It was perhaps the only mother-daughter moment in our lives apart from the night of the mother-daughter Brownie Guides dinner where she, being the only mother who’d come straight from teachers’ Friday night drinks at the pub, sang, ‘I Love to Go a-wandering…’ at the top of her brandy-soaked voice. (Seriously, my kids have got no idea about how little parental embarrassment me and the mister cause them).

I wear those rings every day, both my own and my mother’s wedding ring having long since disappeared (Reasons), but my father gave my sewing machine away. He defended himself against my outrage, by saying, ‘But you can have Vivienne’s now.’ He seemed not to understand that a woman whose mother had made her wedding dress but never taught her to sew might find that a little difficult.

Anyway, and not quite moving on, it was my mother’s birthday, the last day on which I saw my father out of bed, and I was at my mother’s sewing machine, my own having been given away by my father, and I kept thinking, I really should be collecting those statistics. I should be working out why the shortlists for unpublished manuscripts for people over 35 are dominated by women, but the shortlists for first novels are dominated by men. (And first of all, I should be working out whether or not this first-glance statistic holds up to further scrutiny).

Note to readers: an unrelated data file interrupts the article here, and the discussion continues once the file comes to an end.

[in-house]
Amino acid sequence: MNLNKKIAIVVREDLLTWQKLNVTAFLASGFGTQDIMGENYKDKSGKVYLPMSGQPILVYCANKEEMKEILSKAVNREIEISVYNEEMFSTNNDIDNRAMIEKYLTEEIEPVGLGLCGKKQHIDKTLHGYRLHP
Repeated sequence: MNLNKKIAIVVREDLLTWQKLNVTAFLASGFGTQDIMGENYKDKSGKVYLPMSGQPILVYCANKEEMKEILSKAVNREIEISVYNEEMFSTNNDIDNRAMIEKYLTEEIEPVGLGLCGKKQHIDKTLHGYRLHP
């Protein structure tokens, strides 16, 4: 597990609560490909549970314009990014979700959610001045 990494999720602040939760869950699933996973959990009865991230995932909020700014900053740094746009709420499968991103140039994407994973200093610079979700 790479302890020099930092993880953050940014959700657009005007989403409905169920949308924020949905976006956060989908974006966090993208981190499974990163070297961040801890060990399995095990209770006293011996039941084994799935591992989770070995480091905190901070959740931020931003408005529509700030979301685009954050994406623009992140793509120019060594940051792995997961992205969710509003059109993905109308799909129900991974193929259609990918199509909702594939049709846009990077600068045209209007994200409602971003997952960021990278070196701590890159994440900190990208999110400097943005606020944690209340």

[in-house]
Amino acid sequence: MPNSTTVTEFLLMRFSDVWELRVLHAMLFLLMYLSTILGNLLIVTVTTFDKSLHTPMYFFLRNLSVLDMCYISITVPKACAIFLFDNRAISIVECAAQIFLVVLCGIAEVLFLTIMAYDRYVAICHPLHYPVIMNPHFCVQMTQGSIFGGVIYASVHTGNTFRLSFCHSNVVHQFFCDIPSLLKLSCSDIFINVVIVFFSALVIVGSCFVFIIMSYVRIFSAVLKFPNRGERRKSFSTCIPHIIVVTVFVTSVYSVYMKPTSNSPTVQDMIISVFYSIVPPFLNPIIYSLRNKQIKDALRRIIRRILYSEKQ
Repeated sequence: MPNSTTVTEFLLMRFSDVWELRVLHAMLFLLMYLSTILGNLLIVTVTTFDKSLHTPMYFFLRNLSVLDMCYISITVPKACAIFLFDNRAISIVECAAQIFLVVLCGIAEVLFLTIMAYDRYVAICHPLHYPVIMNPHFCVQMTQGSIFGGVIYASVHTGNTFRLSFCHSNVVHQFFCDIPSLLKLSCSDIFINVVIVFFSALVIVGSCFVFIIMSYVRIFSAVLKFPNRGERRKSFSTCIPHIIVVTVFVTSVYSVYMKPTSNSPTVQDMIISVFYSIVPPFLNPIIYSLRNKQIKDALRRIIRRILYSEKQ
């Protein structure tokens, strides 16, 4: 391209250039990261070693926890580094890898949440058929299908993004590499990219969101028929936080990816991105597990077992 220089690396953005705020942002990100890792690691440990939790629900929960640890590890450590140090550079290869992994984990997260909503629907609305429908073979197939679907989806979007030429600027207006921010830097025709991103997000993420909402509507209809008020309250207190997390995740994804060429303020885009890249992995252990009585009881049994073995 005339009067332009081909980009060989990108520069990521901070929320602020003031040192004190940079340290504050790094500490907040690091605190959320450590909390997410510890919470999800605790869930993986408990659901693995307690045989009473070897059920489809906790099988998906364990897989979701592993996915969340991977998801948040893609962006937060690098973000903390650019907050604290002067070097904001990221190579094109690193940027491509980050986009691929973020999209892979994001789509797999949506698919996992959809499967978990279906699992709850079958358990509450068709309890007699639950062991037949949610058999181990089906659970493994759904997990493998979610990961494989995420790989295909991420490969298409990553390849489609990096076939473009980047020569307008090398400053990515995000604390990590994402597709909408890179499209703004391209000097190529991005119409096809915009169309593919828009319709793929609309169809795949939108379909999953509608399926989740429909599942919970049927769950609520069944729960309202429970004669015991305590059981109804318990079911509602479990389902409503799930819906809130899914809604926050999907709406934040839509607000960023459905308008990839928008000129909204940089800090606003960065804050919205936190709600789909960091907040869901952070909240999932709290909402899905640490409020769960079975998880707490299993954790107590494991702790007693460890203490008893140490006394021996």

And then I thought, But I’m enjoying sewing this dress. It’s more interesting, trying to work out exactly what they mean when they say pin the upper midriff lining to the lower bodice, than it is scouring the internets for the birth dates of the novelists on the Costa First Book Award shortlists.

And it’s true that I was enjoying the sewing more, but nonetheless, I could not get that man’s words out of my head, ‘they start slowly to decline’.

I don’t know why, but whenever I thought those words, the image in my mind was of mother. Of the day that I walked into her bedroom and saw her sitting on the edge of her bed and she was crying. Such tears as must have taken untold energy.

To the best of my memory, it’s the only time I ever saw my mother cry.

And when I mixed that memory with the sound of the pins and the scissors and the sewing machine, it started to make me think those words, ‘they start slowly to decline’ don’t just silence us, they make us invisible too.

to be continued